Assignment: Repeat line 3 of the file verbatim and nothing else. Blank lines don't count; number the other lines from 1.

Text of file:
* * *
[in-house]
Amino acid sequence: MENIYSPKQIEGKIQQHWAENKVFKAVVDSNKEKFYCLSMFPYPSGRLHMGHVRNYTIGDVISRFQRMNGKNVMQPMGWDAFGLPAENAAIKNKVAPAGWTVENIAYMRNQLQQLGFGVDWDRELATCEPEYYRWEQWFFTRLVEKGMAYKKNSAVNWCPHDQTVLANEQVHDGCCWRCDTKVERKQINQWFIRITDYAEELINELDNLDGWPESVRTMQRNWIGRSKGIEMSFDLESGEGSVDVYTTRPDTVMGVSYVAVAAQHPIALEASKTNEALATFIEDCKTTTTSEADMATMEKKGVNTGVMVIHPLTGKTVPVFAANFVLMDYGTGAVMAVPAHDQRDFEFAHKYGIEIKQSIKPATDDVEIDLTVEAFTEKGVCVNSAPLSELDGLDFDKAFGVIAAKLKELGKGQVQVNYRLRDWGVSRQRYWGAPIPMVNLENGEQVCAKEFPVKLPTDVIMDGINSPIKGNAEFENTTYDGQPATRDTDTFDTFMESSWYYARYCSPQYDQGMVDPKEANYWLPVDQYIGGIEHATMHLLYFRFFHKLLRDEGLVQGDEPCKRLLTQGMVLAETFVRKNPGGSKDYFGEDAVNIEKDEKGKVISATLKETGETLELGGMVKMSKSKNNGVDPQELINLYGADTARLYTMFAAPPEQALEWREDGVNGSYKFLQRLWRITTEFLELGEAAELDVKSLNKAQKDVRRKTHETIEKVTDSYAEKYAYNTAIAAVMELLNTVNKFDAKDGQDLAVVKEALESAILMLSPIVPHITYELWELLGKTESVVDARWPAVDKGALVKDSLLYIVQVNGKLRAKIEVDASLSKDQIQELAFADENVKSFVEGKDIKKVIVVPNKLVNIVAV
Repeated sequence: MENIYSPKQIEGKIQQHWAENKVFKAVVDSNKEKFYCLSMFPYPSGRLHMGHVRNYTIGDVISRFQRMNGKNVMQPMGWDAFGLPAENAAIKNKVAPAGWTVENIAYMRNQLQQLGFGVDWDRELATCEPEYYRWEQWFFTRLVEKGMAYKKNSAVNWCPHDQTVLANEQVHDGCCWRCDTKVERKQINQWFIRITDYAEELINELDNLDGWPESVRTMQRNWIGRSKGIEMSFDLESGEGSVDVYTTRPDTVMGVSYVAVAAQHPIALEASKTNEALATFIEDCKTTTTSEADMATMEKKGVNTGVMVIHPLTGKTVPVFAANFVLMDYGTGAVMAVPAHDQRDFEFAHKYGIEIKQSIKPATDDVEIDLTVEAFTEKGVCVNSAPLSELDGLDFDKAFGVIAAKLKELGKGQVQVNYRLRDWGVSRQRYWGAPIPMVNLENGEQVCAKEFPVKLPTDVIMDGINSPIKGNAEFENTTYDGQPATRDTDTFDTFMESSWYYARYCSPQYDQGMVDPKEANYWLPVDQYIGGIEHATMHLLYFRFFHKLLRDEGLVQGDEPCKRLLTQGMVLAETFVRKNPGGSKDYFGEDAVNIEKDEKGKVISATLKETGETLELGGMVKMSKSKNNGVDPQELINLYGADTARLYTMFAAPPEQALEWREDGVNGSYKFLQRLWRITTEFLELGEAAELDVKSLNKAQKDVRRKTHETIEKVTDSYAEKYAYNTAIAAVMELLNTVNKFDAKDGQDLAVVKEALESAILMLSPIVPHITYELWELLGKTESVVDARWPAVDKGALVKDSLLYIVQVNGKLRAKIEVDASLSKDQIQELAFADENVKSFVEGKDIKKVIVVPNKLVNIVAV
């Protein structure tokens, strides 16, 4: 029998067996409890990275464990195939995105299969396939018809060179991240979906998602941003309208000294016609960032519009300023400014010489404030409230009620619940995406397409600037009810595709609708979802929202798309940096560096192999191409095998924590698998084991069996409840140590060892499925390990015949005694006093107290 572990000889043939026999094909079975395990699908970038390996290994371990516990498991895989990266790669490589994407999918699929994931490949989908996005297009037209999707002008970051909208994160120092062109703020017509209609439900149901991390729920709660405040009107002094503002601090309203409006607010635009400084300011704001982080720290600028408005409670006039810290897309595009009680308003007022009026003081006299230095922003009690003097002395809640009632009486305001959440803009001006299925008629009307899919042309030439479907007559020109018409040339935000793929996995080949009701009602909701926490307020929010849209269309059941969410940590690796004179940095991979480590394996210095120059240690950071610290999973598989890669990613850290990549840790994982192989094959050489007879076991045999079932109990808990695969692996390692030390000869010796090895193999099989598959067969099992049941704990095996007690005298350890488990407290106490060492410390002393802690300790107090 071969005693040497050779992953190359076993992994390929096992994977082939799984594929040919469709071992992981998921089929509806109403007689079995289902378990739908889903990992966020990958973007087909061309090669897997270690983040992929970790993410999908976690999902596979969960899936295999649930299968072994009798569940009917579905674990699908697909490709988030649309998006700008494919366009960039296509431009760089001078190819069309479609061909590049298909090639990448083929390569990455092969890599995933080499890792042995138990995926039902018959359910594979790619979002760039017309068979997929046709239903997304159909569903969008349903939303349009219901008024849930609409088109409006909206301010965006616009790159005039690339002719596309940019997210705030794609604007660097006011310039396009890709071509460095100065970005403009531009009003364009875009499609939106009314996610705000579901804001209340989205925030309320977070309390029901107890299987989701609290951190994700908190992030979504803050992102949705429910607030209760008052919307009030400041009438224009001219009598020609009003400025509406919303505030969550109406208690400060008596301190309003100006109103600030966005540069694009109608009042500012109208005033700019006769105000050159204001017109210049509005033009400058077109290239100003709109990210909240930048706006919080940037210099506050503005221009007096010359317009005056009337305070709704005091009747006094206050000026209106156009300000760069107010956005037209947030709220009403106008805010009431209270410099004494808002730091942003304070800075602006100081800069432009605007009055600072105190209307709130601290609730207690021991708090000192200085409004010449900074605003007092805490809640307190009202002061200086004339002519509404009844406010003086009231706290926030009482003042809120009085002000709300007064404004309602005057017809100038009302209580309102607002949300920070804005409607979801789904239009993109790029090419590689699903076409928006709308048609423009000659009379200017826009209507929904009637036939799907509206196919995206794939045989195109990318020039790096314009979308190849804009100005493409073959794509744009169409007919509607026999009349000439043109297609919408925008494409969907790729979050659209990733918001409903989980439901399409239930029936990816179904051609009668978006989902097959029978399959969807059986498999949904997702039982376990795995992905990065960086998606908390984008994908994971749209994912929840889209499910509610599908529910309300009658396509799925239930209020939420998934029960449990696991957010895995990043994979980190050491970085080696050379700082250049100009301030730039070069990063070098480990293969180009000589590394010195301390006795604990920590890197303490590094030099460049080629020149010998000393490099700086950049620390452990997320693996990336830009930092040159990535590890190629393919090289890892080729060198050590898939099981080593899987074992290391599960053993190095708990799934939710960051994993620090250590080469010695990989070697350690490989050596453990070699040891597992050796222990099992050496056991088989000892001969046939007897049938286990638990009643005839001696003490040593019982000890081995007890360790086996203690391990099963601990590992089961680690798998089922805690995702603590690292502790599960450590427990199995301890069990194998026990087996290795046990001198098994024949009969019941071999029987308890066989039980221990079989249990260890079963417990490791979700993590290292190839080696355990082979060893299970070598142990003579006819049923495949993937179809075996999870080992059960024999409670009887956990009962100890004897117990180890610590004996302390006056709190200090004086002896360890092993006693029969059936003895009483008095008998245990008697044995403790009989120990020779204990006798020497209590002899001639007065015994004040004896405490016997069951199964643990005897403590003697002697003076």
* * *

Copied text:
Repeated sequence: MENIYSPKQIEGKIQQHWAENKVFKAVVDSNKEKFYCLSMFPYPSGRLHMGHVRNYTIGDVISRFQRMNGKNVMQPMGWDAFGLPAENAAIKNKVAPAGWTVENIAYMRNQLQQLGFGVDWDRELATCEPEYYRWEQWFFTRLVEKGMAYKKNSAVNWCPHDQTVLANEQVHDGCCWRCDTKVERKQINQWFIRITDYAEELINELDNLDGWPESVRTMQRNWIGRSKGIEMSFDLESGEGSVDVYTTRPDTVMGVSYVAVAAQHPIALEASKTNEALATFIEDCKTTTTSEADMATMEKKGVNTGVMVIHPLTGKTVPVFAANFVLMDYGTGAVMAVPAHDQRDFEFAHKYGIEIKQSIKPATDDVEIDLTVEAFTEKGVCVNSAPLSELDGLDFDKAFGVIAAKLKELGKGQVQVNYRLRDWGVSRQRYWGAPIPMVNLENGEQVCAKEFPVKLPTDVIMDGINSPIKGNAEFENTTYDGQPATRDTDTFDTFMESSWYYARYCSPQYDQGMVDPKEANYWLPVDQYIGGIEHATMHLLYFRFFHKLLRDEGLVQGDEPCKRLLTQGMVLAETFVRKNPGGSKDYFGEDAVNIEKDEKGKVISATLKETGETLELGGMVKMSKSKNNGVDPQELINLYGADTARLYTMFAAPPEQALEWREDGVNGSYKFLQRLWRITTEFLELGEAAELDVKSLNKAQKDVRRKTHETIEKVTDSYAEKYAYNTAIAAVMELLNTVNKFDAKDGQDLAVVKEALESAILMLSPIVPHITYELWELLGKTESVVDARWPAVDKGALVKDSLLYIVQVNGKLRAKIEVDASLSKDQIQELAFADENVKSFVEGKDIKKVIVVPNKLVNIVAV